Tuesday, April 18, 2017

Just What Makes STORY for You?

What makes a good story?

Is it the plot?

But a plot without characters is floppy at worst and a really great word-painted scenery at best.

Is it the characters?

But characters without plot is a monologue dragging without purpose or end.

Is it the dialogue?

But dialogue without characters to speak it and a plot to give it purpose is just dialogue for the sake of meaningless dialogue.

What truly makes a good story?

What makes it for you?

I’ve been mulling this fact over the last couple of weeks as I’ve read books I’ve enjoyed…and some I haven’t. Or watched a movie I really loved. Even as I talk with friends about classic stories I could consume over and over again, I’ve paused to consider the talking points that keep bringing me back.

It’s about ordinary characters that are thrust into extraordinary circumstances that demand they rise to the occasion.

That’s really all it’s about, isn’t it?

We see that in ourselves. We project our lives onto these ordinary characters and hope that if we were in their shoes, that we would rise to the occasion. That we would be rescue the damsel in distress. 
That we would speak those words of truth or anger or love. That we would get the prince. That we would stand up for truth and fight for what is right.

Think of your favorite movie.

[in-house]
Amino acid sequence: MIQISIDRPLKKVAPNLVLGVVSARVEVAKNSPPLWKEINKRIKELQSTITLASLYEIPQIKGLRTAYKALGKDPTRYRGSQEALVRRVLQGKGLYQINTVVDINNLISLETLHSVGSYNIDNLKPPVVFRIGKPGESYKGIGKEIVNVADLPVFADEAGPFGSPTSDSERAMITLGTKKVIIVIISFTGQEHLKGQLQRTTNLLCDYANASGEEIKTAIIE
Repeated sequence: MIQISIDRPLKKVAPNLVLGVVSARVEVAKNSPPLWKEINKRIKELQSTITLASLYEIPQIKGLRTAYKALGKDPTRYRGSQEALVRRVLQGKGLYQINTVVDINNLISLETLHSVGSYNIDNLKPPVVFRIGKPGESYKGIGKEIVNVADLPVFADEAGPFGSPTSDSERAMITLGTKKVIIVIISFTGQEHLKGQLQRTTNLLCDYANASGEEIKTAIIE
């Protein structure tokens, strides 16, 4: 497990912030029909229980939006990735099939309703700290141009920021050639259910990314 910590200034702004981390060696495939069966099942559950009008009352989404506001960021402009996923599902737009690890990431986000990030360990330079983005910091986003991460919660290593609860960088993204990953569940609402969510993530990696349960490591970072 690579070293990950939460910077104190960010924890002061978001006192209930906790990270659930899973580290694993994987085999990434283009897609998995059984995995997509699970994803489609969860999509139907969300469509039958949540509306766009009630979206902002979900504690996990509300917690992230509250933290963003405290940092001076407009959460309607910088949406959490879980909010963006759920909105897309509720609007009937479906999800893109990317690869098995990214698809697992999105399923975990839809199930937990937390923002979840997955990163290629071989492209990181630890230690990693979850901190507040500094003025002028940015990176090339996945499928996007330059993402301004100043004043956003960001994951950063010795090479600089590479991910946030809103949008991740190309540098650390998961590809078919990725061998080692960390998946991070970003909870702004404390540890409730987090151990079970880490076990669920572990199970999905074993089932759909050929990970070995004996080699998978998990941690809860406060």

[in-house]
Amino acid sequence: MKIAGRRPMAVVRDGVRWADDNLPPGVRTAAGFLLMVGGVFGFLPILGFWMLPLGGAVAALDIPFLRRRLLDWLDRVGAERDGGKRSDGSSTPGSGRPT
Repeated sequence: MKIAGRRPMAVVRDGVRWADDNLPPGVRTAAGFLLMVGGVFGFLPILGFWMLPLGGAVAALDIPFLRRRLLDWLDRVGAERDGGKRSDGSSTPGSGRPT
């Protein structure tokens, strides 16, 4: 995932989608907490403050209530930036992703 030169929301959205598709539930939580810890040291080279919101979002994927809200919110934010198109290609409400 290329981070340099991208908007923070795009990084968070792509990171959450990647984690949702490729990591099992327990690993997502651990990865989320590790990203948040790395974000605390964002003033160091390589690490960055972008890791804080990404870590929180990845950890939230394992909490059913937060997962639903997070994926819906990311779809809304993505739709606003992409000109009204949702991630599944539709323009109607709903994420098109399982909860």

Got a title? (Share it in the comments so others can explore what you’ve discovered.)

What is the quality in that movie that keeps you watching it over and over again?

For me, it’s Last of the Mohicans. A fairly violent movie that I only watch about once a year, but a
film that keeps me coming back—and for many reasons.

But the main one?

I admire Cora.

An ordinary woman, who within the first twenty minutes of the movie, receives a marriage proposal that she doesn’t accept.

She’s normal. She’s average. The daughter of a British colonel.

And yet, in the face of extreme danger, the loss of a perfect and safe world, she stares danger straight in the face, raises her one shot pistol, and defends her ground. Her safety. Her sister. She’s strong. She’s gentle. She’s just seeking the right place to land. And yet, there are moments of open vulnerability where the viewer sees she is absolutely frightened and at a lost. But she is not overcome.  

I can relate to her. And I want to aspire to her strength and courage. Because I don’t know if I could do what she did in the face of such vicious brutality. But I hope that I would. That I would rise to the occasion like she did.

What makes story for you?

Take that. Weave it into the dialogue. The plot. The characters. Focus on that. Let it become what drives your passion and your story. And it will drive the readers’ as well.

Leave a comment…let me know your favorite movie and why. Besides, my Netflix queue is looking kinda sad right now. ;-) 


Casey Herringshaw is a homeschool graduate and has been writing since high school. She lives in colorful Colorado where she gets to live her dream stalking--er--visiting with her favorite CO authors. 




Caleb Peiffer said...

When I think of my favorite movie, The Truman Show always comes to mind first. It's just a great movie, and a great example of a well-written story.

Truman is just an ordinary guy who gradually discovers that his whole life was fabricated for a television show. His choices drive the plot. No, his choices ARE the plot. He is the story.

Excellent article, Casey!

Pepper Basham said...

Case, I love that movie, The Last of the Mohicans and Cora's character is amazing!